Be sure to read the rest folks, it speaks volumes about how the Left and its sick obsession with “equality” never allows it to see the facts right in front of their faces.

 

The worst possible thing you can do is show weakness to terrorists

And yet, on September 11th, our embassy is attacked by radical knuckle dragging Jihadist swine, and WE apologize?

A mob of protesters scaled the walls of the U.S. Embassy compound in Cairo and tore down its American flag on Tuesday, replacing it with a black flag commonly associated with Islamic terrorists.

The protesters were angered by a film that allegedly insults Muhammad, and attempted to raise a flag with the message “There is no god but Allah and Muhammad is his messenger,” Reuters reports. Muhammad is the prophet of Islam.

Warning shots were fired, but no one was injured.

The Associated Press reports that no embassy personnel were inside the compound at the time. Tuesday was the eleventh anniversary of the Sept. 11 terrorist attacks that killed over 3,000 Americans. (SEE ALSO: U.S. negotiating $1B aid deal with Egypt)

The name of the offending film was not mentioned, but demonstrators chanted anti-American slogans and held up shredded pieces of the American flag.

The U.S. Embassy said in a statement that it “condemns the continuing efforts by misguided individuals to hurt the religious feelings of Muslims — as we condemn efforts to offend believers of all religions.”

“Respect for religious beliefs is a cornerstone of American democracy,” the statement read. “We firmly reject the actions by those who abuse the universal right of free speech to hurt the religious beliefs of others.”

Oh no! Not hurt feelings! Are you kidding me? Muslims cannot take having their egos bruised? They cannot be offended without resorting to violence? Cry me a river! Tell you what, how about this, the next time any embassy of ours is attacked, we shoot dead every SOB attacking it, pull our people out, close the embassy, and leave a sign reading DO NOT MAKE US COME BACK! Instead we act like cowards? Good freaking grief!

Look, this is not complicated at all. If I offend someone, and I surely offend many every day on this blog, and they attack me physically for that offense, I do not owe them anything. Well, except for an ass whipping.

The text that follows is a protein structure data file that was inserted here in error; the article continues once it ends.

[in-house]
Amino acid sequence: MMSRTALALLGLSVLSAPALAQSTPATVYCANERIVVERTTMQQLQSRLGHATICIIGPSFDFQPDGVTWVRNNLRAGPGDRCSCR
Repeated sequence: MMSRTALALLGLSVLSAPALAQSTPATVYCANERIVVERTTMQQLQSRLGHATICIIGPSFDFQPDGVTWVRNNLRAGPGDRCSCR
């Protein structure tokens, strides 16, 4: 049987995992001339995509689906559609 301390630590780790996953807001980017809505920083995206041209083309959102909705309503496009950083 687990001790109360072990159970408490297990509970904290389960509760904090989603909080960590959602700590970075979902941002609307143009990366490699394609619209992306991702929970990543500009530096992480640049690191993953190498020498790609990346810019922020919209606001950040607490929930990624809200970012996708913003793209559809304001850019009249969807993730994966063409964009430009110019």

In a related post, RS McCain has a great post up about this. I think McCain AND his son, who is joining the Army, understand what I mean! And God bless a protect Bob McCain!

The other day I asked my wife where our 19-year-old son Bob was.

The answer: Hiking up a mountain with an 85-pound pack.

He recently enlisted in the Army, having scored a near-maximum on the ASVAB test, and will report to boot camp in a few months — some kind of delayed-entry deal — as an aspiring candidate for the elite Special Forces. Already a Red Cross certified lifeguard, he is so fired-up that he’s voluntarily doing PT (physical training) in advance, which is why he hiked up the mountain with an 85-pound pack.

Because he is preparing to kill our nation’s enemies.

My wife is concerned for our son’s safety. No, dear — let our nation’s enemies worry about their own safety. Because he’s coming to kill them.

Do you want to be America’s enemy? Really?

Egyptian protesters scaled the walls of the U.S. embassy on Tuesday, tore down the American flag and burned it during a protest over what they said was a film being produced in the United States that insulted Prophet Mohammad. . . .
Once the U.S. flag was hauled down, some protesters tore it up and showed off pieces to television cameras. Others burned the remains outside the fortress-like embassy building in central Cairo. . . .
“This movie must be banned immediately and an apology should be made,” said 19-year-old Ismail Mahmoud, a member of the so-called “ultras” soccer supporters who played a big role in the uprising that brought down Hosni Mubarak last year.

Hey, Ismail: Do you think this flag-burning stuff is smart? You want to turn this into war? You want my son to come kill you?

I don’t know anything about this movie you and your “ultra” mob are all excited about, Ismail, but attacking a U.S. embassy isn’t the kind of thing that Americans take lightly, no matter what gutless apologies you get from the pussies at the State Department. And the same goes for that mob of violent savages in Benghazi: